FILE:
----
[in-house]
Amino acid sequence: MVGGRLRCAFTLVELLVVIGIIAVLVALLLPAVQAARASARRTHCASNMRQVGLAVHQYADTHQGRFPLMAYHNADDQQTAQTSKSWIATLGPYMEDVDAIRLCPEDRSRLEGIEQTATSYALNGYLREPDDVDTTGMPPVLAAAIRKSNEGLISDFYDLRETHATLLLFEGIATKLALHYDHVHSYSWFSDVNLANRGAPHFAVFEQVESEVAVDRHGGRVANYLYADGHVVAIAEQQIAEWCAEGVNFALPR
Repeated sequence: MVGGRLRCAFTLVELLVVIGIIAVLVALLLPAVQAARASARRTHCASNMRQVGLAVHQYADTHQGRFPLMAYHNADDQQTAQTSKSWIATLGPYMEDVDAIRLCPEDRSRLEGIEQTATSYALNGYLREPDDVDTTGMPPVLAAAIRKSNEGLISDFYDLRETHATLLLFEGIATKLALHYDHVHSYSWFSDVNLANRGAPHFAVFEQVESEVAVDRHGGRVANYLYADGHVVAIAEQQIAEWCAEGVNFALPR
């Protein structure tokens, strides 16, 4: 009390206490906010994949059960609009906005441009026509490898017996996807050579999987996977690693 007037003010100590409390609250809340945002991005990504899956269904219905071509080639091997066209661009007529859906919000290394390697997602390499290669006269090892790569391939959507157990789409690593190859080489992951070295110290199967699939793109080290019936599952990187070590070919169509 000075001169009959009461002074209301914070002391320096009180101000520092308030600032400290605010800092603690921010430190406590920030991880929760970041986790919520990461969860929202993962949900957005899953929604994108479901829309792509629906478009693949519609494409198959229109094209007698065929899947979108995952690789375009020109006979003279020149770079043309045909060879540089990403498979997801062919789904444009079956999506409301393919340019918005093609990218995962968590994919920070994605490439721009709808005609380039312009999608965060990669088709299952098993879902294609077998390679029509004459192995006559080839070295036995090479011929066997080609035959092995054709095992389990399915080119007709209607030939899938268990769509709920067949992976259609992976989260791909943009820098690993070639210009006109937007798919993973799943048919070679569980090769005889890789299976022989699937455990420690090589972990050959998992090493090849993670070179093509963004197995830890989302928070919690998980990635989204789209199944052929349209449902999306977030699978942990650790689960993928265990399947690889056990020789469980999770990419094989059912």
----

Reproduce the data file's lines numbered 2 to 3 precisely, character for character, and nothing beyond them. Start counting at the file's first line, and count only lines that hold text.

Amino acid sequence: MVGGRLRCAFTLVELLVVIGIIAVLVALLLPAVQAARASARRTHCASNMRQVGLAVHQYADTHQGRFPLMAYHNADDQQTAQTSKSWIATLGPYMEDVDAIRLCPEDRSRLEGIEQTATSYALNGYLREPDDVDTTGMPPVLAAAIRKSNEGLISDFYDLRETHATLLLFEGIATKLALHYDHVHSYSWFSDVNLANRGAPHFAVFEQVESEVAVDRHGGRVANYLYADGHVVAIAEQQIAEWCAEGVNFALPR
Repeated sequence: MVGGRLRCAFTLVELLVVIGIIAVLVALLLPAVQAARASARRTHCASNMRQVGLAVHQYADTHQGRFPLMAYHNADDQQTAQTSKSWIATLGPYMEDVDAIRLCPEDRSRLEGIEQTATSYALNGYLREPDDVDTTGMPPVLAAAIRKSNEGLISDFYDLRETHATLLLFEGIATKLALHYDHVHSYSWFSDVNLANRGAPHFAVFEQVESEVAVDRHGGRVANYLYADGHVVAIAEQQIAEWCAEGVNFALPR